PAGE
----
Wintering strategies of our endangered animals

Over the past weeks we have seen that animals employ three strategies to survive our cold Northern hemisphere winters: migrate, hibernate or adapt. Many bird species migrate, amphibians and reptiles hibernate and mammals, in particular large ones, adapt. So today let’s look at how some  of the endangered or even extinct species survive(d) the winters in Ohio – only 5 more days to contribute to our campaign to purchase a new mobile cabinet for our endangered tetrapods, let’s keep them safe!

male Bachman's Warbler

male Bachman’s Warbler (

The Bachman’s Warbler, like most of today’s species in the family wood warblers, migrated south, in this case to Cuba. It is an example of how migratory birds face even more risks than their cousins who stay year-round in one place. Its populations probably declined dramatically as a result of habitat destruction both on the breeding and wintering grounds. The last confirmed breeding record of this species was in 1937, and it has not been reported since 1988.


Indiana bats in cave

Indiana bats cluster together and hibernate during winter in caves, occasionally in abandoned mines. For hibernation, they require cool, humid caves with stable temperatures, under 50° F but above freezing. Only a few caves within the range of the species (Eastern USA) have these conditions. To survive up to 6 months of hibernation they rely on their energy reserves in the form of fat. The stored fat is their only source of energy because insects are rare in the middle of winter. If bats are disturbed during hibernation and move around they use up more energy and may starve.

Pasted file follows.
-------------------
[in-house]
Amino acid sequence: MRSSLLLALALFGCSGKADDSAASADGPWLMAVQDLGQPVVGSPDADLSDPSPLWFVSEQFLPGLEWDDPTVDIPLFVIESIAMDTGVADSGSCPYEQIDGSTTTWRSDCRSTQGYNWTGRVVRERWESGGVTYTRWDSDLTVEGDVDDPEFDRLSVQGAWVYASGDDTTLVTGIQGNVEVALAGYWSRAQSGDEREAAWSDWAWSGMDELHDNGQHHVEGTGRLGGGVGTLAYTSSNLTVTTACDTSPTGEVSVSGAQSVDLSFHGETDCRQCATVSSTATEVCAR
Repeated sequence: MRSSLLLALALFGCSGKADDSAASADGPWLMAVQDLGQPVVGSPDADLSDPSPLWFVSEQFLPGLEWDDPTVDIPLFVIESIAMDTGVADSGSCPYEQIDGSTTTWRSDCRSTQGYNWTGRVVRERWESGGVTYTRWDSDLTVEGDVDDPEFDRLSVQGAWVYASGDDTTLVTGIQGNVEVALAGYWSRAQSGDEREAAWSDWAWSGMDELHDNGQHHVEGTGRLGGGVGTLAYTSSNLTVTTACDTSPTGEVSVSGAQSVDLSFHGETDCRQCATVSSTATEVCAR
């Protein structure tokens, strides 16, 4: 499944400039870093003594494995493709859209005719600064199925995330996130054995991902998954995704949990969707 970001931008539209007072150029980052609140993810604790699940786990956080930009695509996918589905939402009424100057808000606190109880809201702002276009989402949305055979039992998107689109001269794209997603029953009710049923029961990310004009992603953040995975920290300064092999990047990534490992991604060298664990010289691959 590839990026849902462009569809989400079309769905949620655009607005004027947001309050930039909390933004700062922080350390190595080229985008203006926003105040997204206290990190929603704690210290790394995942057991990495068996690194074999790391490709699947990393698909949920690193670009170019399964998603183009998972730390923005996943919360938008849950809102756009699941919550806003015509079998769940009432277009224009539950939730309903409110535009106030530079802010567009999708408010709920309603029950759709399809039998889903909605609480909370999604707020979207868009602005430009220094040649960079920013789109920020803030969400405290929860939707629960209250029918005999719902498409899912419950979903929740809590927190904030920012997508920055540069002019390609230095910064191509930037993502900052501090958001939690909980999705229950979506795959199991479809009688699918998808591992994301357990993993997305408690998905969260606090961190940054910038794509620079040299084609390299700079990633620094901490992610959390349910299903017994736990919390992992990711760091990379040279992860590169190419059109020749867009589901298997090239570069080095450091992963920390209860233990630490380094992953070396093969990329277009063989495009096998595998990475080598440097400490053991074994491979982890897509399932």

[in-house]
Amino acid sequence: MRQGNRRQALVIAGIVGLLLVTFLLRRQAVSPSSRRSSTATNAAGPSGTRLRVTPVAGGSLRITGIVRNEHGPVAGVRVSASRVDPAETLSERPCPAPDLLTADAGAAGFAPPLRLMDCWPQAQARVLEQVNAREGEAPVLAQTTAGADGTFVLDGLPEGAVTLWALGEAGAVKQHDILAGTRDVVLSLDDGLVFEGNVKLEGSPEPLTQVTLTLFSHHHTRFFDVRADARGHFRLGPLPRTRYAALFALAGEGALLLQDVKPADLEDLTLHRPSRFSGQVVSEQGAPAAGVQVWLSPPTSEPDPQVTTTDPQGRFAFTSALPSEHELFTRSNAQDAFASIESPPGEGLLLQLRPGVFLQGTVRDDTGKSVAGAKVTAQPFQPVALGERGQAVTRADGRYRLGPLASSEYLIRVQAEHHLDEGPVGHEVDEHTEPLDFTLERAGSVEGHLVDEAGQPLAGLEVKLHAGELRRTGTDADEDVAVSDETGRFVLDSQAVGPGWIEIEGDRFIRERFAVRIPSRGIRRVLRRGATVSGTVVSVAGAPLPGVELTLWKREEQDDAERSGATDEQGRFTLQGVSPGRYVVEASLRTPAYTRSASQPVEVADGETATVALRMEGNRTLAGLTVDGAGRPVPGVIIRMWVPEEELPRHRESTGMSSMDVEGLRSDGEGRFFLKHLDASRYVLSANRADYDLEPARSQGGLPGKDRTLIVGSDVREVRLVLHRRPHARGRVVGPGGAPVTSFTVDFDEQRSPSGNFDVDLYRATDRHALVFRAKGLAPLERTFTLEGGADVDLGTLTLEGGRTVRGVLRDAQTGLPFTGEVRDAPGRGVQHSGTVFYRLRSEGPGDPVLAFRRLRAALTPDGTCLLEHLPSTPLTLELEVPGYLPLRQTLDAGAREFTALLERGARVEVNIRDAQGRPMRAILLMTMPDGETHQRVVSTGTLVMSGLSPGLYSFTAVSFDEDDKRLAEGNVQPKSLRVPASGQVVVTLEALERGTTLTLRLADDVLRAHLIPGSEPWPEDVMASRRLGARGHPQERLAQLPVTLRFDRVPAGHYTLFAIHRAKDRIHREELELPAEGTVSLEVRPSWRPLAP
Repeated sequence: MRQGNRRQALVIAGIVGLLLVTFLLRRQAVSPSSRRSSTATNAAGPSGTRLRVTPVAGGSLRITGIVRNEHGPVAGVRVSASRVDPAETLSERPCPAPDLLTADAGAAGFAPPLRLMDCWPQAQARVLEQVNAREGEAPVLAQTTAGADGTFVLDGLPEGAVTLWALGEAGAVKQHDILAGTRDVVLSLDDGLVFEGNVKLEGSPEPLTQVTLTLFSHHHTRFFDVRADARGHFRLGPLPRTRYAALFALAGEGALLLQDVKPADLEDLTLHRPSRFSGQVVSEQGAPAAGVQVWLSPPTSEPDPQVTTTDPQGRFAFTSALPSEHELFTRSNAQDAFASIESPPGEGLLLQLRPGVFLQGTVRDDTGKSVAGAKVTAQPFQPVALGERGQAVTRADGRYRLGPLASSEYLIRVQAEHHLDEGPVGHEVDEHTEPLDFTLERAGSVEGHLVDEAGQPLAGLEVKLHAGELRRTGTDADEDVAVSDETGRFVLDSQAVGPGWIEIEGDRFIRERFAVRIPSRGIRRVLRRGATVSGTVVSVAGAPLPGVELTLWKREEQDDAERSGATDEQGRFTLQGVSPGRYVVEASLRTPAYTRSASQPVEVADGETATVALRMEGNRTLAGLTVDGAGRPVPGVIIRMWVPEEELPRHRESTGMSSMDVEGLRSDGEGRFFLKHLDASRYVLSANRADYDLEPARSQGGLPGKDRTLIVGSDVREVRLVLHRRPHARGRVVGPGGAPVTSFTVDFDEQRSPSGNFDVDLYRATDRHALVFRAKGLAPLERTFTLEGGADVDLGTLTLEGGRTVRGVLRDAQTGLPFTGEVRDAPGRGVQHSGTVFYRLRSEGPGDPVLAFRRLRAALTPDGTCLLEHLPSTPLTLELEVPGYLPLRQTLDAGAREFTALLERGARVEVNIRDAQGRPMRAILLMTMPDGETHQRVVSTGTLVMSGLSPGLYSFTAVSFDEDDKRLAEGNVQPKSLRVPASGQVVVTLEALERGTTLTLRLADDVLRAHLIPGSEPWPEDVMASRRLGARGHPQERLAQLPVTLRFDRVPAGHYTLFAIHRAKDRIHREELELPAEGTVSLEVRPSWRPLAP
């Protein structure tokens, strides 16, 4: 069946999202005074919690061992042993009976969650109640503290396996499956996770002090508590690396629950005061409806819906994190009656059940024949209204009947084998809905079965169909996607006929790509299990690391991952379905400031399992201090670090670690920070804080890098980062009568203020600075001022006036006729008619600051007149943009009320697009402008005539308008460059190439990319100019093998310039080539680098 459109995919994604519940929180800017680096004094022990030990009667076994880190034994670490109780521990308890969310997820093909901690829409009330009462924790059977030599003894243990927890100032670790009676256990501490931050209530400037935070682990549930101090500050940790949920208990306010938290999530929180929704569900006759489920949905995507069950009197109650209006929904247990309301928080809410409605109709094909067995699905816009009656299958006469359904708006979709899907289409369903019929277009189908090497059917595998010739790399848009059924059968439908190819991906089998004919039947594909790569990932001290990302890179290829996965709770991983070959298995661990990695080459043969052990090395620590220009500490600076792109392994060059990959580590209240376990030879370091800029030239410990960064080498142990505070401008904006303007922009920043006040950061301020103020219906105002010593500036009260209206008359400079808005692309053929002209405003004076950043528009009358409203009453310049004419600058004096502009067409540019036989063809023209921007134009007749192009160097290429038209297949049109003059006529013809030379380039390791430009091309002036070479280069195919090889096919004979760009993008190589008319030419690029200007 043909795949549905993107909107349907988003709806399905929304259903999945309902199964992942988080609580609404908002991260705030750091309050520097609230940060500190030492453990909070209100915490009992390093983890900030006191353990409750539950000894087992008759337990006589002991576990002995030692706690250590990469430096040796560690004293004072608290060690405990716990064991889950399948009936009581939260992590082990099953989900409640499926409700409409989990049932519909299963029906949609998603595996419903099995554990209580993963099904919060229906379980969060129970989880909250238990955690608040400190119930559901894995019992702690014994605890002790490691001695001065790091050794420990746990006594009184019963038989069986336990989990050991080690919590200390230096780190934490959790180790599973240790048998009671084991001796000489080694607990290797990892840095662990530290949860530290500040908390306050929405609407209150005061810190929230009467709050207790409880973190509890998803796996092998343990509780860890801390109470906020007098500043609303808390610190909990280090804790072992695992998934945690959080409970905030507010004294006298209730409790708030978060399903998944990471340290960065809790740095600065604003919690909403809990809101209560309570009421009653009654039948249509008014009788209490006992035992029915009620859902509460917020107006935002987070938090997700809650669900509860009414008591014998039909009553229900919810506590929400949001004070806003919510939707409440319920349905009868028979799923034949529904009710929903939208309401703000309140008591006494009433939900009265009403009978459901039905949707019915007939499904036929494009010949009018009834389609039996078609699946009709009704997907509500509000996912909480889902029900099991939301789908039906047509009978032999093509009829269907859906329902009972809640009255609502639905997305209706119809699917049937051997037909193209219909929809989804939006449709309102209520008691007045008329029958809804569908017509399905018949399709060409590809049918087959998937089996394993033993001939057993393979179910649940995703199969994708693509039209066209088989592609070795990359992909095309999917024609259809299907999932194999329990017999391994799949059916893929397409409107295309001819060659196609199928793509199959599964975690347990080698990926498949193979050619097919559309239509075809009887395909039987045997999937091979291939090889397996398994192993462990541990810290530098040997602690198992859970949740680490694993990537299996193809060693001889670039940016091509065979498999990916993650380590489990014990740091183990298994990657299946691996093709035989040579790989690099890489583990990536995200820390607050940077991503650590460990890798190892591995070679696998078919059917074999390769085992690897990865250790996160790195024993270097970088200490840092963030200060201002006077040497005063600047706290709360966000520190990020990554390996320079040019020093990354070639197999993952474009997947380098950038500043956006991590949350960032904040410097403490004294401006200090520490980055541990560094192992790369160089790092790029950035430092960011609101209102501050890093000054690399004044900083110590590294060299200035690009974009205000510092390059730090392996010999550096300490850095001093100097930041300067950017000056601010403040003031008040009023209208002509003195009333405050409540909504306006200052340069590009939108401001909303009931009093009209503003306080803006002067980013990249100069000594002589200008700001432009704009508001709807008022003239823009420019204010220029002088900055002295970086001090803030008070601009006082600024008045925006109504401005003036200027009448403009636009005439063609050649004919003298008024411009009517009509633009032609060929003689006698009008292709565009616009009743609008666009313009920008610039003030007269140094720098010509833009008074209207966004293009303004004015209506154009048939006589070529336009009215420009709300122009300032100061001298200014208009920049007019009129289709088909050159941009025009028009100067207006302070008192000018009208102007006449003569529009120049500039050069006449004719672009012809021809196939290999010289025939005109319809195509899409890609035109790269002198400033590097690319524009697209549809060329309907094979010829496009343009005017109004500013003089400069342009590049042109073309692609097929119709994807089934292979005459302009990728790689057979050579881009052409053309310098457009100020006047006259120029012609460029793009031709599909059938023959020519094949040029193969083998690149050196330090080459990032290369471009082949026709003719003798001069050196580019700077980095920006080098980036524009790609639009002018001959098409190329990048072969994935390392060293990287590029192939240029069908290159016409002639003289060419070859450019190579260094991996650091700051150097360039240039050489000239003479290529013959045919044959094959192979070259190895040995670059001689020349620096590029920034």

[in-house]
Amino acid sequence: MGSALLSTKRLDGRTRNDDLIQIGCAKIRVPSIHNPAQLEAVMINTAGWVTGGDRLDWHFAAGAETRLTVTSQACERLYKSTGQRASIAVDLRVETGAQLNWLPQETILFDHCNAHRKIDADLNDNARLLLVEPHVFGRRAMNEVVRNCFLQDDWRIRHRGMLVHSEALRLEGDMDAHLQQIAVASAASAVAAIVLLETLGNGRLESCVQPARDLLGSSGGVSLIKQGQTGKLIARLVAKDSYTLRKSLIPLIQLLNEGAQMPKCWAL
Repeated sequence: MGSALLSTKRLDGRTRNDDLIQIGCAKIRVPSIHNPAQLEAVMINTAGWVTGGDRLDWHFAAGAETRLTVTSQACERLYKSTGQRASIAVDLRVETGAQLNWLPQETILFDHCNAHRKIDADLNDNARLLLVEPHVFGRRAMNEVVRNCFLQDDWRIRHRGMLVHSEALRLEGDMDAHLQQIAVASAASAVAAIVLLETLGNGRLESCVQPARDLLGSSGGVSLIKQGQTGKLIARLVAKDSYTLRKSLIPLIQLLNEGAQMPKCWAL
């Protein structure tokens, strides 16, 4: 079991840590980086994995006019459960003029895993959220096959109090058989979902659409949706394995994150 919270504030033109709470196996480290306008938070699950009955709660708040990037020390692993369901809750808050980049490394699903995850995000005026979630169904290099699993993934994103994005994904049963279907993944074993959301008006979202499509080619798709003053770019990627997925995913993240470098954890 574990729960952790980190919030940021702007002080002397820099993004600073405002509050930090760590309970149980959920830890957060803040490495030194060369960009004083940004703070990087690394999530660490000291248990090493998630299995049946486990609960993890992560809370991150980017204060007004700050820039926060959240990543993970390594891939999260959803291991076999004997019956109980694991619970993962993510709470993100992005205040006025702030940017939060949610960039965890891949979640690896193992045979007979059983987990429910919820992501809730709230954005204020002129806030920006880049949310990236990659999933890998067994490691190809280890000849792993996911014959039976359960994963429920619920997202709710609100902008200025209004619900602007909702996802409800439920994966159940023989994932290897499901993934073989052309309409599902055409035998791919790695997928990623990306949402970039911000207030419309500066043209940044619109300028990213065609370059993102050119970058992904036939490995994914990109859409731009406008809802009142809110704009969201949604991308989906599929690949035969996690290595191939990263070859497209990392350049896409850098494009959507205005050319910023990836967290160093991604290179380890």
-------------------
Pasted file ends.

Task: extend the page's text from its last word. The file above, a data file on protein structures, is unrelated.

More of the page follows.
Hibernating Indiana bats in cave

Hibernating Indiana bats (Wikipedia)

The Allegheny woodrat is adapted to cold conditions: Its fur becomes slightly darker and longer and it caches food in small caves or rock crevices. They feed mainly on plant material which means that they need large piles of it as they eat about five percent of their weight daily. You can imagine that woodrats are busily preparing for the winter these days.


The Carolina Parakeet was rather unusual for a parrot species.